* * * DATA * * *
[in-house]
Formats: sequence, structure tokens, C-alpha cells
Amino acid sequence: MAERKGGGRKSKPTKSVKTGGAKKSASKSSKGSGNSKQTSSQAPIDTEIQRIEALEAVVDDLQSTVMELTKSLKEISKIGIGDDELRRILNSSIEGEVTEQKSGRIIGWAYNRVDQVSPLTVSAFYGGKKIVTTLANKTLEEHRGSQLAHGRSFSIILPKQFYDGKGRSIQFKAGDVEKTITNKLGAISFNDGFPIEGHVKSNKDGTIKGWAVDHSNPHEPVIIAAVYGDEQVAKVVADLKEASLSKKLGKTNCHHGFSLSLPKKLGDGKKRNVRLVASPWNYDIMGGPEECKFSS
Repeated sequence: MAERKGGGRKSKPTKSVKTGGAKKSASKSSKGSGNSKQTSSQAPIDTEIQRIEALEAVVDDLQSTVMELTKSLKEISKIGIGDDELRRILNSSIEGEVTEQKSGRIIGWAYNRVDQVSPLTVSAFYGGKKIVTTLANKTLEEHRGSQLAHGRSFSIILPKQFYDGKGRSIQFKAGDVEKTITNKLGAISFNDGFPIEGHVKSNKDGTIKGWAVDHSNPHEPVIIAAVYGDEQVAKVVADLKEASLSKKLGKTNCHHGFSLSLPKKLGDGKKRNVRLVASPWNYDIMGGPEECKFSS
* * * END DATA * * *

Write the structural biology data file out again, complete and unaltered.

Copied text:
[in-house]
Formats: sequence, structure tokens, C-alpha cells
Amino acid sequence: MAERKGGGRKSKPTKSVKTGGAKKSASKSSKGSGNSKQTSSQAPIDTEIQRIEALEAVVDDLQSTVMELTKSLKEISKIGIGDDELRRILNSSIEGEVTEQKSGRIIGWAYNRVDQVSPLTVSAFYGGKKIVTTLANKTLEEHRGSQLAHGRSFSIILPKQFYDGKGRSIQFKAGDVEKTITNKLGAISFNDGFPIEGHVKSNKDGTIKGWAVDHSNPHEPVIIAAVYGDEQVAKVVADLKEASLSKKLGKTNCHHGFSLSLPKKLGDGKKRNVRLVASPWNYDIMGGPEECKFSS
Repeated sequence: MAERKGGGRKSKPTKSVKTGGAKKSASKSSKGSGNSKQTSSQAPIDTEIQRIEALEAVVDDLQSTVMELTKSLKEISKIGIGDDELRRILNSSIEGEVTEQKSGRIIGWAYNRVDQVSPLTVSAFYGGKKIVTTLANKTLEEHRGSQLAHGRSFSIILPKQFYDGKGRSIQFKAGDVEKTITNKLGAISFNDGFPIEGHVKSNKDGTIKGWAVDHSNPHEPVIIAAVYGDEQVAKVVADLKEASLSKKLGKTNCHHGFSLSLPKKLGDGKKRNVRLVASPWNYDIMGGPEECKFSS